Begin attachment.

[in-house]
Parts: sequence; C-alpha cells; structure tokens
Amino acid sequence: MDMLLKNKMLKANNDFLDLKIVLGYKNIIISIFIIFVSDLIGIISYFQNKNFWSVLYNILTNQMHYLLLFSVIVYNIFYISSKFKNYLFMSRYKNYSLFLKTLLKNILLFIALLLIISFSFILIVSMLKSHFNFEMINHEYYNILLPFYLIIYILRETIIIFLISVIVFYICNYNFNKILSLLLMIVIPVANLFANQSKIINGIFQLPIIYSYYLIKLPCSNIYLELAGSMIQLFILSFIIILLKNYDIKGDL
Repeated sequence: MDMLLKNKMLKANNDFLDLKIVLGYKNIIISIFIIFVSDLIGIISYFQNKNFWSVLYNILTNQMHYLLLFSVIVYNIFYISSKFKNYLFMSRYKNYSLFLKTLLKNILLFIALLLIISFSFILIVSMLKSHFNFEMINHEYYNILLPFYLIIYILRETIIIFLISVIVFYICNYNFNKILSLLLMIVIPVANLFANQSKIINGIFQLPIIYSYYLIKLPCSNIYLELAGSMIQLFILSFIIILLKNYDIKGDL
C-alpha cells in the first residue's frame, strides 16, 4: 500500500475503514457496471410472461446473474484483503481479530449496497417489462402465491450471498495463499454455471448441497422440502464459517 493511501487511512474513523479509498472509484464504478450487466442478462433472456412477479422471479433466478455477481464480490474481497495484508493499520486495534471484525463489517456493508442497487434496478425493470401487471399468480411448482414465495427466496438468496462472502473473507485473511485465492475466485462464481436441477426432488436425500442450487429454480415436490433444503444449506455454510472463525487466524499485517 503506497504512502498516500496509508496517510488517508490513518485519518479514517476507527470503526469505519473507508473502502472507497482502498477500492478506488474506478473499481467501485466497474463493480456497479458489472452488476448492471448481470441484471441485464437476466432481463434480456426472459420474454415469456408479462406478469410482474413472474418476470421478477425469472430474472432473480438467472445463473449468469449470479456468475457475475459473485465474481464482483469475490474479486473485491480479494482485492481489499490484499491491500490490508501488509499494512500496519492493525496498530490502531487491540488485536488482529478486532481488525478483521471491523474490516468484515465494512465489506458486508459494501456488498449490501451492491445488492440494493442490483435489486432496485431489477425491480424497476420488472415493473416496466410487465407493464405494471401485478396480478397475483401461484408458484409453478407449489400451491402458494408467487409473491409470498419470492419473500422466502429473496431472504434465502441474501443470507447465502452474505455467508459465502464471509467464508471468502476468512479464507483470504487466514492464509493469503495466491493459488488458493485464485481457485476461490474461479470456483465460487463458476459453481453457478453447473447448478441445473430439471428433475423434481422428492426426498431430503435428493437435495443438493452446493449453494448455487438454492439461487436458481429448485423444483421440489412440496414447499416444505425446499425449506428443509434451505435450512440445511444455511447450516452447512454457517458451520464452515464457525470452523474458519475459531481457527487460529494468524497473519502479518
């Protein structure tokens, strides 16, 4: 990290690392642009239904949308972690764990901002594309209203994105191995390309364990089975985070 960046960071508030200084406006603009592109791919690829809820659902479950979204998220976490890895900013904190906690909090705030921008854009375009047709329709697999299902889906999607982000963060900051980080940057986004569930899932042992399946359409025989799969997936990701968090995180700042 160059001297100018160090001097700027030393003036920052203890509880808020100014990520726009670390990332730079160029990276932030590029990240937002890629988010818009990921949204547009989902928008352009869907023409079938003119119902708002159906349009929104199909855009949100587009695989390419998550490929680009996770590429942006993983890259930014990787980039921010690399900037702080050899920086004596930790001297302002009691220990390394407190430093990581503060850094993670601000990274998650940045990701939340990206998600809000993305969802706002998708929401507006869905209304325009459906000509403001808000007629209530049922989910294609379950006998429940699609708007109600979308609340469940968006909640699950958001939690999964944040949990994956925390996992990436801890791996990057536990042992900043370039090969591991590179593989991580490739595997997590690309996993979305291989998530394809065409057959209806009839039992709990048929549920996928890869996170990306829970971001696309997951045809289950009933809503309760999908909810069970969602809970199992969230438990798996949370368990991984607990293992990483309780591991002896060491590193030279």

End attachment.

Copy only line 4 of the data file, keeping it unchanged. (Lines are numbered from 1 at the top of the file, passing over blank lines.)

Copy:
Repeated sequence: MDMLLKNKMLKANNDFLDLKIVLGYKNIIISIFIIFVSDLIGIISYFQNKNFWSVLYNILTNQMHYLLLFSVIVYNIFYISSKFKNYLFMSRYKNYSLFLKTLLKNILLFIALLLIISFSFILIVSMLKSHFNFEMINHEYYNILLPFYLIIYILRETIIIFLISVIVFYICNYNFNKILSLLLMIVIPVANLFANQSKIINGIFQLPIIYSYYLIKLPCSNIYLELAGSMIQLFILSFIIILLKNYDIKGDL